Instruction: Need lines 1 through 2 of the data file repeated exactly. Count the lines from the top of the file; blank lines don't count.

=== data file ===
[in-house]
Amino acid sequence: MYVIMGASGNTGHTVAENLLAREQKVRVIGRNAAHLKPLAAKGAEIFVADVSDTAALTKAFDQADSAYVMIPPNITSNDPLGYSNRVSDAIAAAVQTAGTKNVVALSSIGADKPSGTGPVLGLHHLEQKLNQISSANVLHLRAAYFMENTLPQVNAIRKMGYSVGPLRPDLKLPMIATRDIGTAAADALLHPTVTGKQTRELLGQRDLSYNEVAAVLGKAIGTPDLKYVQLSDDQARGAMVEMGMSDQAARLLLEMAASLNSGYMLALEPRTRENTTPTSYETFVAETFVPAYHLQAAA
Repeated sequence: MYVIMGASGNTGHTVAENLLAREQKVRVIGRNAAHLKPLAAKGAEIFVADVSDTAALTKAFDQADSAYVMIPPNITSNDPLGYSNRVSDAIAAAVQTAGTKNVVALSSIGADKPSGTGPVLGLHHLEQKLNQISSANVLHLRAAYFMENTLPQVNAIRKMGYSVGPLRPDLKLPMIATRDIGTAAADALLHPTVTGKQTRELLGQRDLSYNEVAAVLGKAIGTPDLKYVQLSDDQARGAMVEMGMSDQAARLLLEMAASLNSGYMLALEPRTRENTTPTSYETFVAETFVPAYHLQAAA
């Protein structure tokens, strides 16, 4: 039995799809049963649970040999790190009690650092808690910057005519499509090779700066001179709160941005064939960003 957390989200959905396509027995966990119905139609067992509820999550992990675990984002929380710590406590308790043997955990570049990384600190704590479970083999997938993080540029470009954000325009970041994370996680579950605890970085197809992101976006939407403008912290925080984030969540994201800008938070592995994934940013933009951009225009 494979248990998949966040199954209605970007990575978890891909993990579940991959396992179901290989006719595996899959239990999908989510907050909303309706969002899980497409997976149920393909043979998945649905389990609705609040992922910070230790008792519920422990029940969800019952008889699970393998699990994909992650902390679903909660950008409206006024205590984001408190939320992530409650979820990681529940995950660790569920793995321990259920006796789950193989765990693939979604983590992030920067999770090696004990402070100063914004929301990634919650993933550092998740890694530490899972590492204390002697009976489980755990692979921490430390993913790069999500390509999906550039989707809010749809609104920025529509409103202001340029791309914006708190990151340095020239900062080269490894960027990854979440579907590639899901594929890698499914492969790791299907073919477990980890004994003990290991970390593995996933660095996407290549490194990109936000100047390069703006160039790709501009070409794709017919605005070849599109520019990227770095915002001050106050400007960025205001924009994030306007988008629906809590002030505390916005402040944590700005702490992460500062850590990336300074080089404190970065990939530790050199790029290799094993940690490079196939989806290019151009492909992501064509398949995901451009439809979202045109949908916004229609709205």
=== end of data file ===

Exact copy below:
[in-house]
Amino acid sequence: MYVIMGASGNTGHTVAENLLAREQKVRVIGRNAAHLKPLAAKGAEIFVADVSDTAALTKAFDQADSAYVMIPPNITSNDPLGYSNRVSDAIAAAVQTAGTKNVVALSSIGADKPSGTGPVLGLHHLEQKLNQISSANVLHLRAAYFMENTLPQVNAIRKMGYSVGPLRPDLKLPMIATRDIGTAAADALLHPTVTGKQTRELLGQRDLSYNEVAAVLGKAIGTPDLKYVQLSDDQARGAMVEMGMSDQAARLLLEMAASLNSGYMLALEPRTRENTTPTSYETFVAETFVPAYHLQAAA